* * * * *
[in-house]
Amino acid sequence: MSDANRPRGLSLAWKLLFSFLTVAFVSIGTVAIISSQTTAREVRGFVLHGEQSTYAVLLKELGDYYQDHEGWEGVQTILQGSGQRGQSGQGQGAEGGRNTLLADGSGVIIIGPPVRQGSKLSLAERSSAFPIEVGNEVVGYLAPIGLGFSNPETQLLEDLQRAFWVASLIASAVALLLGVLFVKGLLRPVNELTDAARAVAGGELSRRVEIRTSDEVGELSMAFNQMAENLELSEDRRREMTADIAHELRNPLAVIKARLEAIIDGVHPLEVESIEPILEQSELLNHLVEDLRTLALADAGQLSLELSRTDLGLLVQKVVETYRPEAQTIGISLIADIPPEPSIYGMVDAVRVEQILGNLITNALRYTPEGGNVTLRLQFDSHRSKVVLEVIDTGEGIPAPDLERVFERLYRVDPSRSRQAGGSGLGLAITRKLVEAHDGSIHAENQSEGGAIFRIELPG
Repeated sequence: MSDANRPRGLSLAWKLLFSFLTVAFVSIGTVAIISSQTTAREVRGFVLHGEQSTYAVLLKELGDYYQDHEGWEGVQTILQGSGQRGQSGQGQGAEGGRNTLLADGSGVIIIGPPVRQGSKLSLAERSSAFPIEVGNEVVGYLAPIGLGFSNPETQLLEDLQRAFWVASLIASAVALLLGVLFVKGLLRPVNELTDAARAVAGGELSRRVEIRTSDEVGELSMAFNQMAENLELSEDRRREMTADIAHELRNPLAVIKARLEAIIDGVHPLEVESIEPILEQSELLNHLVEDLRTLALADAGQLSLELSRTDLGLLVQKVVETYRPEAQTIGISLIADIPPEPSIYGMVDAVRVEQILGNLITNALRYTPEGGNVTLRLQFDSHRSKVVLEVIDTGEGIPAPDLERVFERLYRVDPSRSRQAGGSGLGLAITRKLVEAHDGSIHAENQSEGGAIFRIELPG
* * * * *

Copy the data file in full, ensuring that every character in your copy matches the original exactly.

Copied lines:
[in-house]
Amino acid sequence: MSDANRPRGLSLAWKLLFSFLTVAFVSIGTVAIISSQTTAREVRGFVLHGEQSTYAVLLKELGDYYQDHEGWEGVQTILQGSGQRGQSGQGQGAEGGRNTLLADGSGVIIIGPPVRQGSKLSLAERSSAFPIEVGNEVVGYLAPIGLGFSNPETQLLEDLQRAFWVASLIASAVALLLGVLFVKGLLRPVNELTDAARAVAGGELSRRVEIRTSDEVGELSMAFNQMAENLELSEDRRREMTADIAHELRNPLAVIKARLEAIIDGVHPLEVESIEPILEQSELLNHLVEDLRTLALADAGQLSLELSRTDLGLLVQKVVETYRPEAQTIGISLIADIPPEPSIYGMVDAVRVEQILGNLITNALRYTPEGGNVTLRLQFDSHRSKVVLEVIDTGEGIPAPDLERVFERLYRVDPSRSRQAGGSGLGLAITRKLVEAHDGSIHAENQSEGGAIFRIELPG
Repeated sequence: MSDANRPRGLSLAWKLLFSFLTVAFVSIGTVAIISSQTTAREVRGFVLHGEQSTYAVLLKELGDYYQDHEGWEGVQTILQGSGQRGQSGQGQGAEGGRNTLLADGSGVIIIGPPVRQGSKLSLAERSSAFPIEVGNEVVGYLAPIGLGFSNPETQLLEDLQRAFWVASLIASAVALLLGVLFVKGLLRPVNELTDAARAVAGGELSRRVEIRTSDEVGELSMAFNQMAENLELSEDRRREMTADIAHELRNPLAVIKARLEAIIDGVHPLEVESIEPILEQSELLNHLVEDLRTLALADAGQLSLELSRTDLGLLVQKVVETYRPEAQTIGISLIADIPPEPSIYGMVDAVRVEQILGNLITNALRYTPEGGNVTLRLQFDSHRSKVVLEVIDTGEGIPAPDLERVFERLYRVDPSRSRQAGGSGLGLAITRKLVEAHDGSIHAENQSEGGAIFRIELPG